There are few thing more precious than a brand new puppy, and you want to do everything you can to keep him safe and happy. Because a puppy's immune system is not full developed yet, he is more prone to catching serious illnesses. As a pet parent, it is up to you to be aware of these sicknesses and protect your puppy from them. Here are seven viruses to watch out for in puppies:
Affecting several different organs, the distemper virus can lead to vomiting, eye discharge, seizures and fever, according to Pet Education. This is an extremely contagious diseases and has caused death in many canines. Dogs that do survive distemper may be left with a damaged nervous system and vision. Although there is currently no specific treatment plan for this disease, intravenous fluids are often used to reduce the risk of dehydration.
Parvovirus is another illness you have to worry about. According to WebMD, parvovirus is a life-threatening sickness and can severely affect the intestinal tract. When a puppy contracts this disease, it can result in lifelong heart problems. Parvovirus can survive in the environment for months and can lead to bloody diarrhea, vomiting, lethargy and loss of appetite. If your puppy contracts this disease, he will likely require a hospital stay so that he can receive antibiotics and intravenous fluids.
Rabies is most commonly contracted through a bite of an infected animal and is usually fatal. Symptoms of this virus include aggression, fever, paralysis of the throat, seizures and loss of appetite. A dog is more likely to contract this disease if he is not vaccinated and allowed outside without supervision. Remember to vaccinate your puppy after he is three months old so that he doesn't catch this fatal disease.
Also known as tracheobronchitis, kennel cough affects many canines and is categorized by a dry hacking cough. Other symptoms of this condition include nasal discharge, fever and lethargy. If your puppy catches kennel cough, a veterinarian will most likely give him antibiotics. If the case is severe, hospitalization may be required. If you have to put your puppy in a kennel, make sure the facility is clean and has proper ventilation.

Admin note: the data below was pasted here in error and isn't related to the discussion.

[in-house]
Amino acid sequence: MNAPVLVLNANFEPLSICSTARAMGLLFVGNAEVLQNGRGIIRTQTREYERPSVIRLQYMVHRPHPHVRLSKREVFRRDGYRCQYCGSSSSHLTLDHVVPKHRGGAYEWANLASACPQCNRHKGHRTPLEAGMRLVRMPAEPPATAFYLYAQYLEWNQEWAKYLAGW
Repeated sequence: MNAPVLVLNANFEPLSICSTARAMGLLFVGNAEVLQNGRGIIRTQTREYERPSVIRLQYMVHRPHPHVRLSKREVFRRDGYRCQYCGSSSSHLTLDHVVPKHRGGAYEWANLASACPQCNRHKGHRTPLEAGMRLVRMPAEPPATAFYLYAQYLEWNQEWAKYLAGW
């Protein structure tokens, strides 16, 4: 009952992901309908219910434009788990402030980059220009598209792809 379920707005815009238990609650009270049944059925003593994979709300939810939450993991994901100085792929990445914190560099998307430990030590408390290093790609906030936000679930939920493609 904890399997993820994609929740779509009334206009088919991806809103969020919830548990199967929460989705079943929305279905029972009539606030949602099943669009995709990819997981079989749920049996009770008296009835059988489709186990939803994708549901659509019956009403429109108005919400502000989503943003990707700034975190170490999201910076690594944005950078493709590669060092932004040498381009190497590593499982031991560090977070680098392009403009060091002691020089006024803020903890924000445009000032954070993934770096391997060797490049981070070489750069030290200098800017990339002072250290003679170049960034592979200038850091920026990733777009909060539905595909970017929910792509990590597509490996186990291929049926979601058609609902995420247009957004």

Caused by Leptospira bacteria, canines can contract leptospirosis if they come in contact with infected urine, water, bedding, food or soil. According to the American Veterinary Medical Foundation, symptoms of this disease include fever, increased thirst, jaundice, vomiting and loss of appetite. Although early treatment can increase the chance of a full recovery, your puppy could still endure permanent kidney and liver damage.
The majority of puppies contract roundworms through their mothers shortly after birth. If roundworms get into your puppy's system, they can deprive his body of nutrients and lead to vomiting, diarrhea, weight loss and weakness. If your puppy is showing any of these symptoms or has worms in his feces, take him to the veterinarian's office right away. A veterinary professional can give your puppy medication to get rid of the roundworms.
Whether they are contracted through ingestion or the skin, hookworms can lead to anemia, a dull coat, vomiting and black stools. According to Pet Education, in severe cases, this infection can result in death. If you believe your puppy has hookworms, it's vital to take him to an emergency vet clinic like Gwynedd Veterinary Hospital right away, so a vet can treat him with medication.
The idea of your puppy contracting any of these diseases is scary, so it's important to carefully monitor his health. Also, make sure your furry family member is up date with all his shots. Contact a professional